Since the early 90’s, Carol Abaya, a journalist and expert on elder care, coined the term “sandwich generation”. She defines it as those who are “sandwiched” between taking care of their elderly parents while also raising their own children. How many people do you know live in multi-generational households? Meaning grandparents, parents and children under one roof or parents living with their grown children or families living with extended families, cousins, aunts, uncles, etc.? According to Pew Research, the number of multi-generational families in the US reached 51.4 million in 2009 and is growing. Pew also reports that in 2010, one in four adults aged 18-24 and one in five aged 25-34 moved back in with their parents. The number one reason for this is financial. The rise in the cost of living has given increased value to families to share childcare and elder care responsibilities, increased value of grocery shopping and feeding 8 versus 3, hence the couponing trend, and the more income that comes into one household by more employed members the easier it is to stay financially afloat. The poverty rate for mulit-generational households in much lower than traditional households. We are not only witnessing this trend but many of us are living it. The “sandwich generation” is another lipstick index.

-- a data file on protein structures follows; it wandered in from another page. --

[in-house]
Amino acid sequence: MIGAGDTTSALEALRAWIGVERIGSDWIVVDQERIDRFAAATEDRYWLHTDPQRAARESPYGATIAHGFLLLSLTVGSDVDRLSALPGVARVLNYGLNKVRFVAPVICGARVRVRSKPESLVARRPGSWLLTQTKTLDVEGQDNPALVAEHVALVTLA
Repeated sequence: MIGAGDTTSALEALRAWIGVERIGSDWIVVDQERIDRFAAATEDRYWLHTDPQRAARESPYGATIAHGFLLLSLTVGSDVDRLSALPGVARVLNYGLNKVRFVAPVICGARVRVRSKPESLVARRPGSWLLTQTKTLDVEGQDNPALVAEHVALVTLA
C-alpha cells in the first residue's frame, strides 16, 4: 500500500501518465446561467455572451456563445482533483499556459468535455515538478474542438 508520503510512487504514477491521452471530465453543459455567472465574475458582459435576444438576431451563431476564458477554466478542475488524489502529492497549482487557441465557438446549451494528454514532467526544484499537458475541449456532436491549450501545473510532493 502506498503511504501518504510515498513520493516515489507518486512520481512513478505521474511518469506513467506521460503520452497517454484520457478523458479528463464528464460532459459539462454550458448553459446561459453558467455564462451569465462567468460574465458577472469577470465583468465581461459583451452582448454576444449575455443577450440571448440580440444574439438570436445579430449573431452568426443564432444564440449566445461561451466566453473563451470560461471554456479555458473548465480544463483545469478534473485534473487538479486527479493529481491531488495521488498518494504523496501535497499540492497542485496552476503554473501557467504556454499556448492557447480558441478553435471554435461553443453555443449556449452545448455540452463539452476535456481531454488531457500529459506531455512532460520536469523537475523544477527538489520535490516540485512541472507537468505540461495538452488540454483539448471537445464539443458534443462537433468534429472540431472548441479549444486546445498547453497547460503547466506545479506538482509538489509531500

The “lipstick” is no longer the key index in this more complex economy, culture and society. We have to look beyond the sale of one item or beyond just the beauty industry, but at the lifestyles, shopping behaviors, and cultures that surround the people that live in this economy. These are the signs of the times and the index is much more than just lipstick.